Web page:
• All the Phillies' scoring came on three runs in the third and three more in the fourth, matching their single-inning high for the season. That's right. They haven't scored four or more runs in an inning yet this year.
  • Velasquez allowed two earned runs. That matched the number of runs he had allowed all season at Citizens Bank Park in 24 1/3 innings over four starts.
  • It had been a good, long while since the Brewers lost a game at Citizens Bank Park -- June 2, 2013, to be precise, when manager Ron Roenicke employed 16 players in a 7-5 loss. Only three are still with the team: Braun, Jonathan Lucroy and Martin Maldonado.
  • Phillies right-hander Jerad Eickhoff, who left Thursday night's game when a hard comebacker hit by Keon Broxton struck his left ankle, said Friday he expects to make his next scheduled start on Tuesday against the Cubs at Citizens Bank Park. "I did all my running and everything I was supposed to do," he said. "It feels pretty good."
Right-hander Jeremy Hellickson, who has allowed three or fewer runs in each of his last five starts, takes the mound as the Phillies continue their series against the Brewers.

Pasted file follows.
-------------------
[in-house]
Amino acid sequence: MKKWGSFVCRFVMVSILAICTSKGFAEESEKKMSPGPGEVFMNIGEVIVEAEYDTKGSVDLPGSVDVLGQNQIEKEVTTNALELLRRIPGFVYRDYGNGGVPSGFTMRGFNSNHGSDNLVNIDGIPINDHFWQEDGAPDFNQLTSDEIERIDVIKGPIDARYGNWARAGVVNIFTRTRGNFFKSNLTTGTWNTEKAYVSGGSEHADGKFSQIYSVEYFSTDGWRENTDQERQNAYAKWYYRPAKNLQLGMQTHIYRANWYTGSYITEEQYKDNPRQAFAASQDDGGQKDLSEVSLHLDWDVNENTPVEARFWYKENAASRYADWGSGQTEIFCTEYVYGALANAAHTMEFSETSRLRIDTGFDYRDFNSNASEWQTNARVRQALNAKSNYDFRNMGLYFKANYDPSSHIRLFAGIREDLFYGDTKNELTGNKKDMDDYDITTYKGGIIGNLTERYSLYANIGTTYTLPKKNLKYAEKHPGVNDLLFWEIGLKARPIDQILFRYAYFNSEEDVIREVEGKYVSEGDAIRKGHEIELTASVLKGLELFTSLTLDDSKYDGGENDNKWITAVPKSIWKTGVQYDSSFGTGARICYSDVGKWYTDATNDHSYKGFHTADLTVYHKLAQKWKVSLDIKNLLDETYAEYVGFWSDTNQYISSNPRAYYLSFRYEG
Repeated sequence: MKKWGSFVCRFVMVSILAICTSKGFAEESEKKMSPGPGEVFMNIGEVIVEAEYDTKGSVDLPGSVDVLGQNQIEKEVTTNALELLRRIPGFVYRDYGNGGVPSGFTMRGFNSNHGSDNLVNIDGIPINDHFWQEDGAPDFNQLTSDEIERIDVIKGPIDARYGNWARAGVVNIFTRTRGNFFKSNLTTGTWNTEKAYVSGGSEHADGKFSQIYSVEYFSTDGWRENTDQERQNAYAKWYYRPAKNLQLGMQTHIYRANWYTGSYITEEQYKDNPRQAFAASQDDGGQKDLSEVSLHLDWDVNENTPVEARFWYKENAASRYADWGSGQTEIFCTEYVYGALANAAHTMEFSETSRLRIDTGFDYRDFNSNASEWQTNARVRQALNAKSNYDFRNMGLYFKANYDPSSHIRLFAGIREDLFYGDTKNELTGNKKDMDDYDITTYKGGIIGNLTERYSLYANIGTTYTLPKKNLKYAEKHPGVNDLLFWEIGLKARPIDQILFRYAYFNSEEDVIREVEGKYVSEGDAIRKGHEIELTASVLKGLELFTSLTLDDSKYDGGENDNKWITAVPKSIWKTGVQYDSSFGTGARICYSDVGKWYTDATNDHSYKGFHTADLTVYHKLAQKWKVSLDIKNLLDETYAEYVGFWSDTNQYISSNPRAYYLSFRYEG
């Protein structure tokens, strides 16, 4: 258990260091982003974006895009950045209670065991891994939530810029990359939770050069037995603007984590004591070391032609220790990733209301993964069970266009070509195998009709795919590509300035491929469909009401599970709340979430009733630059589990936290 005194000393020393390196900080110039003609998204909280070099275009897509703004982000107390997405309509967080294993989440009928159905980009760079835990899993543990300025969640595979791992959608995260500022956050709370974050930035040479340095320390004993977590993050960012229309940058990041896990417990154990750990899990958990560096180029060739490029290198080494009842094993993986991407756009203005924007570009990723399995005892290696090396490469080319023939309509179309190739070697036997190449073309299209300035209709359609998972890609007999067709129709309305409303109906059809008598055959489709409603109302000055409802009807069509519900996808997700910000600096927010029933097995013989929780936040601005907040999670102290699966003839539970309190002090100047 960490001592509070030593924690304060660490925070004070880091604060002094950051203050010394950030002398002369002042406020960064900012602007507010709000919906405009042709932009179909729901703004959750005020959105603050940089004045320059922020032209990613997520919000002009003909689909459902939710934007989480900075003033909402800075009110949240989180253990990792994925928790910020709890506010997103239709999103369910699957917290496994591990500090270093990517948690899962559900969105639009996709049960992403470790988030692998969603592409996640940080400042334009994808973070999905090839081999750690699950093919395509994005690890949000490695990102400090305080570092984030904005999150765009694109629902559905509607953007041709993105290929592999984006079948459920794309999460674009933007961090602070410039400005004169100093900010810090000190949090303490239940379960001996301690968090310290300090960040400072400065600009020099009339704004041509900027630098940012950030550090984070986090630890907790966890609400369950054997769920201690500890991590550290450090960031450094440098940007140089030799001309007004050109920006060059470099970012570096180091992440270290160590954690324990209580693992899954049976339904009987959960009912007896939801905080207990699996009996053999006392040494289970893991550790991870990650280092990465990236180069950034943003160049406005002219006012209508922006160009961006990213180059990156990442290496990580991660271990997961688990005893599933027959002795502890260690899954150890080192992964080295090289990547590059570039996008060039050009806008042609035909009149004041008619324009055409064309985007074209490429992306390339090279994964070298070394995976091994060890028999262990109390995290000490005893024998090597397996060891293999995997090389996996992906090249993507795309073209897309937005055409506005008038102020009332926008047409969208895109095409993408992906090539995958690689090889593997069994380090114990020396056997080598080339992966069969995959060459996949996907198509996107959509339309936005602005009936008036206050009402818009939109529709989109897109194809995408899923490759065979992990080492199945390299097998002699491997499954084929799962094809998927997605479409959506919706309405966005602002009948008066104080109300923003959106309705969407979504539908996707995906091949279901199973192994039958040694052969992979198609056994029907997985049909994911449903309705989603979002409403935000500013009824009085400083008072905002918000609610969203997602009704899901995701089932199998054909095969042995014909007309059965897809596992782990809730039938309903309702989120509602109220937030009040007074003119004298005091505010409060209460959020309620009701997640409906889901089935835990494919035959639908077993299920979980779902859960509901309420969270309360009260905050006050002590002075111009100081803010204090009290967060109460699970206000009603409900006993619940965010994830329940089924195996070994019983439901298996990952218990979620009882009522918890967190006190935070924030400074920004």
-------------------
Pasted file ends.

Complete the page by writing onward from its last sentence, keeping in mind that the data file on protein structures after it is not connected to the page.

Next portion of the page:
Still Searching – The Phillies had a 6-0 lead over the Brewers through four innings Friday night at Citizens Bank Park. Starter Vince Velasquez had struck out six. The Phillies had been hoping the right-hander would come out of his recent doldrums, and it looked like it might be happening. In the dugout, thought, manager Pete Mackanin was worried. Once again, Velasquez was throwing a lot of pitches. It turned out his concerns were warranted. Velasquez faced five batters in the fifth, retired only one and was taken out before he was eligible to earn the win. "Through four innings he might have been dominant, but he didn't really show command of his stuff," Mackanin explained. "Everything was iffy. He threw quite a few pitches. Certainly if you're going to continue to do that into the fifth inning, obviously you don't have good stuff. Which means I can't count on you to make the pitch you need to make. You're just as likely to make a mistake as a good pitch." He ended up throwing 94 pitches in 4 1/3 innings, but the Phillies won, 6-3, to end a seven-game losing streak. When the manager came to the mound to bring Andrew Bailey into the game, Velasquez allowed his frustration to show, thrusting the ball at him instead of handing it over. "I didn't like the way he gave me the ball, and we talked afterwards and we're cool. It's not an issue," Mackanin said. Said Velasquez, the key to the deal that sent closer Ken Giles to the Astros this offseason: "Who wants to be taken out of the game? But I have to hand the ball over, because I can't do anything about it." In his second Phillies start, Velasquez struck out 16 Padres in a three-hit shutout. He hasn't gone more than six innings since, and his last three turns haven't completed five innings. "When he pitched that game against San Diego, I think he kind of thought he had it figured out. And why wouldn't you feel that way?" Mackanin said. "And then he got hit around a little bit, and all of a sudden, the wheels start spinning and you start thinking, 'Well, maybe I shouldn't do that. I'll try throwing more breaking stuff.' You get caught in the middle like that." "I really don't know. I can't give you a legit answer, because I don't know what's going on right now," said Velasquez. "I've got to figure something out. It's just one of those stages where you're dealing with adversity. You've got to fight through it. "I'm sure it's both mental and physical. I'll talk to [pitching coach Bob McClure] and see what we can do about this slump, because it's getting the best of me right now. I don't know what's going on. It's hitting me pretty hard." Catcher Cameron Rupp expressed confidence that Velasquez will figure it out. "He's throwing a lot of pitches that are fouled off, so that forces his pitch count up," he said. "He's going to work on a couple things, and there's no doubt in my mind he can get back to where he was at the beginning of the year."